Tag: Desserts

Around the world in 80 bakes, no.14: chocolate eclairs from France

Around the world in 80 bakes, no.14: chocolate eclairs from France

The French are fabulous bakers. I could have chosen any of a dozen bakes from France, but this one is the taste of my childhood – my Proustian Madeleine, if you’re of a literary mind. So let’s hear it for the “éclair au chocolat”, which brings back a flood of happy memories of small boy in Parisian patisserie.

There have been some easy bakes in this series of posts: this isn’t one of them. It’s fiddly and  requires hand skill as well as pin-sharp attention to quantities and timing. If anyone labels an eclair recipe as “quick and easy”, don’t believe them.

The éclair is a three part dish: a cylindrical choux pastry bun, a crème pâtissière (pastry cream) filling and a ganache or glaze. Each one has its choices: I’m going to write only one recipe, but I’ll give some ideas about the other options. I should also point out that I’m not a master pastry chef: if you are looking for perfect symmetry and an immaculately shiny top, you’ll need to go well beyond my skill level. But I can assure you that these tasted suitably authentic and went down very well with the family…

The crème pâtissière filling

Eclairs in England tend to use whipped cream as a filling. The French don’t do this: the filling is always some variant of crème pâtissière (pastry cream or creme pat in English), either vanilla or chocolate. You can use plain pastry cream or add some Crème Chantilly (sweetened whipped cream), in which case it’s technically called a Crème Diplomate. I went for something in between: a chocolate crème pâtissière, but with double cream mixed in to thin it down to a pipable consistency.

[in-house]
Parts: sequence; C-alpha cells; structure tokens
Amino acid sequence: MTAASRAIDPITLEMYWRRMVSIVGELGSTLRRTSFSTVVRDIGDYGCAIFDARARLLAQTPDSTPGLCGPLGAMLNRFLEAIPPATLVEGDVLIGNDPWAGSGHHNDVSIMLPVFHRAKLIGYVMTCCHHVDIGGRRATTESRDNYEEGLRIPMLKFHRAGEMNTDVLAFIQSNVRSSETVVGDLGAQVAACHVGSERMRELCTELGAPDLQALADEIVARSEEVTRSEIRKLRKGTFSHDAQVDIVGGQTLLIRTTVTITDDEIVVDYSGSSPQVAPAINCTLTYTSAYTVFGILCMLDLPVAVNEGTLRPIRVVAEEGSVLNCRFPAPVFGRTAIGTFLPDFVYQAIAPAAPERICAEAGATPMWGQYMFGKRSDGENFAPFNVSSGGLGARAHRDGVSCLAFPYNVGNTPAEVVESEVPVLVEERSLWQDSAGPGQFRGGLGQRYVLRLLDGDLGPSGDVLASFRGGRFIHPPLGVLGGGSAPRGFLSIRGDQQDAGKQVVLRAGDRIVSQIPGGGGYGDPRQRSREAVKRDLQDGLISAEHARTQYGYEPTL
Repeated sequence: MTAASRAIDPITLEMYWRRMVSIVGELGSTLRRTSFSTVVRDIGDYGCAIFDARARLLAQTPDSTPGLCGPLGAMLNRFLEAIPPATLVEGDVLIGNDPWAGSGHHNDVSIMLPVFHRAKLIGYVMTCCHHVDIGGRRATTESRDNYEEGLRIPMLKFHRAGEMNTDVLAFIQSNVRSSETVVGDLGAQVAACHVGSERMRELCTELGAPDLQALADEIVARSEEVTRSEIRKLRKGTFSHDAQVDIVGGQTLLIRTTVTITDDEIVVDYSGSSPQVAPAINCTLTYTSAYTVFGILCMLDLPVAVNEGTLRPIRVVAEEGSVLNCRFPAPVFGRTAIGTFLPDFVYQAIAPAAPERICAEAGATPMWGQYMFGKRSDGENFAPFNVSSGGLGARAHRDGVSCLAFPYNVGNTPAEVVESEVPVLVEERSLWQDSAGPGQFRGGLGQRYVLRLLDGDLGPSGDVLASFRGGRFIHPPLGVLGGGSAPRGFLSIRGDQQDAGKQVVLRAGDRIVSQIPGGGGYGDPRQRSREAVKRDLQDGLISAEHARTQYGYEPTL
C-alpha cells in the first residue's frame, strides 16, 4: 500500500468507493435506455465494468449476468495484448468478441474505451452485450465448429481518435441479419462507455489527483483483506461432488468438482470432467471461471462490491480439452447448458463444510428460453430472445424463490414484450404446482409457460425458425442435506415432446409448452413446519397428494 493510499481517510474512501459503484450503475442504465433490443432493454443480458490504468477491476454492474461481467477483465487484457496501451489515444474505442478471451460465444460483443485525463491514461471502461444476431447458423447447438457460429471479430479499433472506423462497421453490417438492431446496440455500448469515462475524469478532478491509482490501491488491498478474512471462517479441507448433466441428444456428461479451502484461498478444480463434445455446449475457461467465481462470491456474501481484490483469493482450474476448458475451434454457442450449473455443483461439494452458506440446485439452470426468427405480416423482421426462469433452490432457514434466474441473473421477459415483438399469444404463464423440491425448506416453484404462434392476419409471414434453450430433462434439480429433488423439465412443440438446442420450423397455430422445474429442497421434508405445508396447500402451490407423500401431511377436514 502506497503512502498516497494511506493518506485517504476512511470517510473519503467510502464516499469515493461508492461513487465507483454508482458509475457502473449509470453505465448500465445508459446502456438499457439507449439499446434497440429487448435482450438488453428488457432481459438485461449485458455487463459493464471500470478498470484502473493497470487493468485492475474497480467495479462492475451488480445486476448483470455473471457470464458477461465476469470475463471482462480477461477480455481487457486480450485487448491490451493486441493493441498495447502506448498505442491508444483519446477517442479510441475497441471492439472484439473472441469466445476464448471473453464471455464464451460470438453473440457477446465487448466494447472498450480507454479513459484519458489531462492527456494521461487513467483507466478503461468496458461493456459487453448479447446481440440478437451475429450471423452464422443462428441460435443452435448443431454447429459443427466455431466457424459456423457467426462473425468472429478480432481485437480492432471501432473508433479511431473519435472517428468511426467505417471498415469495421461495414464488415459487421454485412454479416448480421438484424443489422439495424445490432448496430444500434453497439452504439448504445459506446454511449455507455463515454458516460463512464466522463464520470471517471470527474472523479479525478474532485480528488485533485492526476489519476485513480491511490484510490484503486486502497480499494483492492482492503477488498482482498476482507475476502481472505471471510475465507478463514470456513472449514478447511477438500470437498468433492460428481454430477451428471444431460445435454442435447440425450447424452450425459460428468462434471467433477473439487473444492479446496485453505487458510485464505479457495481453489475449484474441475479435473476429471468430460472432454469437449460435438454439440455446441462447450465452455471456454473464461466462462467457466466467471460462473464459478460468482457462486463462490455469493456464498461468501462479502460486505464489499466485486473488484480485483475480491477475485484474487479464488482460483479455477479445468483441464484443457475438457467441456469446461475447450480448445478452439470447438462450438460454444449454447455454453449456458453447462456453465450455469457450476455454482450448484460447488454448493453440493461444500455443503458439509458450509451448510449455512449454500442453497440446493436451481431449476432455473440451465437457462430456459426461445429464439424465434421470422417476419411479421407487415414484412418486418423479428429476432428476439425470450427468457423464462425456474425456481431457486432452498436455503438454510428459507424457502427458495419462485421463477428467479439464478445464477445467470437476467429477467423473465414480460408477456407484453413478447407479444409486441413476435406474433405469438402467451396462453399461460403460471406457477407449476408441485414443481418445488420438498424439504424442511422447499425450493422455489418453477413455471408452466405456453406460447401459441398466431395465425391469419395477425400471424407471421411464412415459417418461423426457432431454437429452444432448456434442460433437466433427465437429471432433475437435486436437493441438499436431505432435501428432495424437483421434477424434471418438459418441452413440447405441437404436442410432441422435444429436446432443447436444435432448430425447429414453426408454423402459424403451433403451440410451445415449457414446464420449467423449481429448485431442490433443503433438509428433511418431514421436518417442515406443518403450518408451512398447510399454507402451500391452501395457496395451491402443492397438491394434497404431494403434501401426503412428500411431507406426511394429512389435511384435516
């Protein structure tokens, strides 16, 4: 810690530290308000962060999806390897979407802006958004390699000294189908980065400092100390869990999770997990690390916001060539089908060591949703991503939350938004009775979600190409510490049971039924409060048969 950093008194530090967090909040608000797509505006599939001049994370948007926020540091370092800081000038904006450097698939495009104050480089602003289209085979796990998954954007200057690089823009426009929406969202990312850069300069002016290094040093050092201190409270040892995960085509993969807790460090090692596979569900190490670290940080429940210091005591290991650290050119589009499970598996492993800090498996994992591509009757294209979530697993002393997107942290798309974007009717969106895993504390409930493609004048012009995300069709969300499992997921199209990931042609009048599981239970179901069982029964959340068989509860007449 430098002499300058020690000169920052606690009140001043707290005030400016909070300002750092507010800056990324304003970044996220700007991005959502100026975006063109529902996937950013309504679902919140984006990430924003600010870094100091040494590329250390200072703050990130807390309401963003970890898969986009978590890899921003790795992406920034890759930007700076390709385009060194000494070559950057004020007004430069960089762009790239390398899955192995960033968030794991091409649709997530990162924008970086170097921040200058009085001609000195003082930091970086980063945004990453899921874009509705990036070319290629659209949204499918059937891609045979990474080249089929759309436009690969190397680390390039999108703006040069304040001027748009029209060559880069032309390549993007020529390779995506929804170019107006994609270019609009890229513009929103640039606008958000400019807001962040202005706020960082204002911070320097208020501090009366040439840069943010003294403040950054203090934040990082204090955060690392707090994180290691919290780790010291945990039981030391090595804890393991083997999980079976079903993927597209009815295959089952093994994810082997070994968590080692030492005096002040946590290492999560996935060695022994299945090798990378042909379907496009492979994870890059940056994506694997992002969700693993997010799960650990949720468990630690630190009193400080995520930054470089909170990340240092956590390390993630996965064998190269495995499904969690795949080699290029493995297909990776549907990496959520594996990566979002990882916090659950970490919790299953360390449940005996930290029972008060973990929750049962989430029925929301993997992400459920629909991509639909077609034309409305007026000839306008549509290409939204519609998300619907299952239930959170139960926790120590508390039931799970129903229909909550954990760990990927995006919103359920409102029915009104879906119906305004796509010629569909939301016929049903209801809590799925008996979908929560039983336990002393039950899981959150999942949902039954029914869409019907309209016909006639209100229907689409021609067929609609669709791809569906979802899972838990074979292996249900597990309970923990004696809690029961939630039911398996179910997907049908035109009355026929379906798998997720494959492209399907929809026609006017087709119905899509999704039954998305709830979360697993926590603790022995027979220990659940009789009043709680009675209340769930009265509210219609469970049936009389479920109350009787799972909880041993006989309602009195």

• 3 eggs
  • 15g flour
  • 5g cornflour
  • 5g (1tbs) cocoa powder
  • 60g vanilla sugar (or 60g caster sugar plus vanilla essence to taste)
  • 25g dark chocolate (I used chocolate with 70% cocoa solids)
  • 250 ml milk
  • double cream as needed – perhaps 30-50ml

In the methods, I’ve sequenced things to minimise stress rather than overall preparation time. For example, if you were trying to minimise time, you’d probably put the milk on straightaway and then quickly sort out the egg mix while the milk heats up.

  1. Separate the eggs and put the yolks in a bowl
  2. If your chocolate came in a bar as opposed to chips, chop it up into small pieces
  3. Add 45g of the sugar to the eggs and whisk together
  4. Add the cornflour, flour and cocoa powder and whisk thoroughly
  5. Put the milk into a saucepan with the rest of the sugar (and vanilla essence if using) and bring to the boil
  6. Pour the milk into your egg mixture and whisk together thoroughly
  7. Return your mixture the saucepan and whisk in the chocolate
  8. Cook for a minute or two longer until there is no hint of raw flour taste in the mixture
  9. Decant your mixture into a bowl, dust it with icing sugar to stop a skin forming, cover and leave to cool; refrigerate until thoroughly cold and your eclairs are ready to be filled

The choux pastry buns

Most choux pastry recipes are pretty similar: mine mainly comes from an old Roux Brothers cookbook and therefore has a level of French authenticity. The real choice you have is how to improve the crust on the top of your eclair: I’ve sprinkled icing sugar on top, but you can use egg wash if you prefer. Some French recipes like this one from Ricardo  use a thin layer of a sweet pastry called  “craquelin”, which merges into the main eclair, caramelises and forms a characteristic cracked pattern.

  • 45g unsalted butter, plus another 5g if your milk is semi-skimmed
  • 65ml milk
  • 65ml water
  • ½ tsp sugar
  • 75g flour
  • 2 eggs
  • icing sugar to dust
  1. Preheat oven to 190℃ fan.
  2. Get your baking tray ready: lie a silicone mat over it (if you have one), patterned side up, or a sheet of baking parchment otherwise
  3. Prepare a piping bag with a 1cm nozzle. A French star nozzle is ideal: this gets you a ridged eclair with more surface area to go crisp. I don’t have one of these, so I went for plain.
  4. Sift the flour
  5. Chop the butter into small pieces and put into a saucepan